Important evidence that Mumia’s trial was rigged to ensure conviction has also been dismissed in appeal after appeal. A court reporter has testified that she heard the presiding Judge Sabo say, “I’m going to help them fry the n—-r.” Sabo is a retired member of the Fraternal Order of Police, had sentenced twice as many men to death row than any other sitting judge in the country, and had been reversed on appeal in more than a third of his cases. Mumia’s appeals regarding the appearance of bias on the part of Sabo have all been denied.
As for the recent Third Circuit decision, Temple University journalism professor Linn Washington remarked in an interview that, “One of the disturbing aspects of this ruling is that it continues the pattern and practice of changing the law to deny Mumia Abu-Jamal justice.” On three separate issues — prosecutorial racism in the 1982 jury selection process, the prosecutor’s improper comments to the jury at the trial’s end and Sabo’s pro-prosecution bias — the Third Circuit ignored previously established thresholds for reconsidering convictions. The pattern was well enough established in 2001 that Amnesty International declared, “This contradictory series of precedents leaves the disturbing impression that the Court invented a new standard of procedure to apply it to one case only: that of Mumia Abu-Jamal.”
What explains the court’s intransigence in ensuring that Mumia Abu-Jamal, a former Black Panther known in Philadelphia as the “voice of the voiceless,” remain locked up? According to PDC counsel Rachel Wolkenstein, a member of Mumia’s legal defense team from 1995-1999, “The real reason Mumia was convicted and sentenced to death was his lifelong commitment to the fight for black freedom from the age of 14. The racist rulers see in Mumia the spectre of black revolt.” Washington, who has followed Mumia’s case for years, argues that since Mumia’s conviction, “with people around the city, around the nation, around the world rallying to his cause, it has become a major embarrassment to the city of Philadelphia, the state of Pennsylvania, and the United States. So there is an institutional interest in denying him justice because if you give him justice it exposes so many wrongs by so many people.”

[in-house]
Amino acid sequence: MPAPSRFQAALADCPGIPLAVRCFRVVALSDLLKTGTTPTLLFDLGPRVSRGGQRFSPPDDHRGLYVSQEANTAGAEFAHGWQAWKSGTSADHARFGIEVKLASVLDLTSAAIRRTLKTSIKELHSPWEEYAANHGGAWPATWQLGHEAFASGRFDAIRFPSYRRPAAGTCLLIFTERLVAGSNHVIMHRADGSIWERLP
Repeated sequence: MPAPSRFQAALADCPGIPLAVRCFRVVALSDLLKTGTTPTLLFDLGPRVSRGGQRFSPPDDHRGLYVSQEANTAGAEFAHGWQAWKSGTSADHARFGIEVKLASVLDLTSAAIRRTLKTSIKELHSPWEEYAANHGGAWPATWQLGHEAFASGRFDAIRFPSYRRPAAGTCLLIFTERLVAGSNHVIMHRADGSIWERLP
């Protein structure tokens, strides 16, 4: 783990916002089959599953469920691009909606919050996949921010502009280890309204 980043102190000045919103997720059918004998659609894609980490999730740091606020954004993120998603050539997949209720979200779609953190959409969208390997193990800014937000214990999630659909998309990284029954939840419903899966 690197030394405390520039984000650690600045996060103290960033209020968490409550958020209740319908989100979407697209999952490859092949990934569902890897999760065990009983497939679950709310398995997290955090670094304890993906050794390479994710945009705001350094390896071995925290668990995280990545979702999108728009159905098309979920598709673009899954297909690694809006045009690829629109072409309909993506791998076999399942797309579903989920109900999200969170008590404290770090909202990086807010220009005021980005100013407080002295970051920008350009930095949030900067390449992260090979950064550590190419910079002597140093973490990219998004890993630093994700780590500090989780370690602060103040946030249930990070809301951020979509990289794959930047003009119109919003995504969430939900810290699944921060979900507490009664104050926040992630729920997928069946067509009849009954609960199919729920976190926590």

Indeed, the current governor of Pennsylvania, Democrat Ed Rendell, was Philadelphia’s District Attorney in 1982. And it was the nation’s first Secretary of Homeland Security, Tom Ridge, who as governor of Pennsylvania in 1995 signed Mumia’s death warrant. It took an international wave of support —encompassing civil liberties groups, trade unions and prominent figures such as South Africa’s Nelson Mandela — to help preserve Mumia’s life at the time.
Now, Mumia’s case may reach a similar level of urgency in the coming months. The April 19 mobilization in Philadelphia will likely define the trajectory of the next turn in Mumia’s long fight. In the words of Gwendolyn Debrow, co-coordinator of the Free Mumia Abu-Jamal Coalition (NYC), “We gotta take it to the streets … Philadelphia has to know this legal lynching is not going to go down, not in this time, not in 2008. The courts have a say so, but so do we.”
For more information on Mumia Abu-Jamal’s case and the April 19 demonstration, see:
Art by Dawn Terry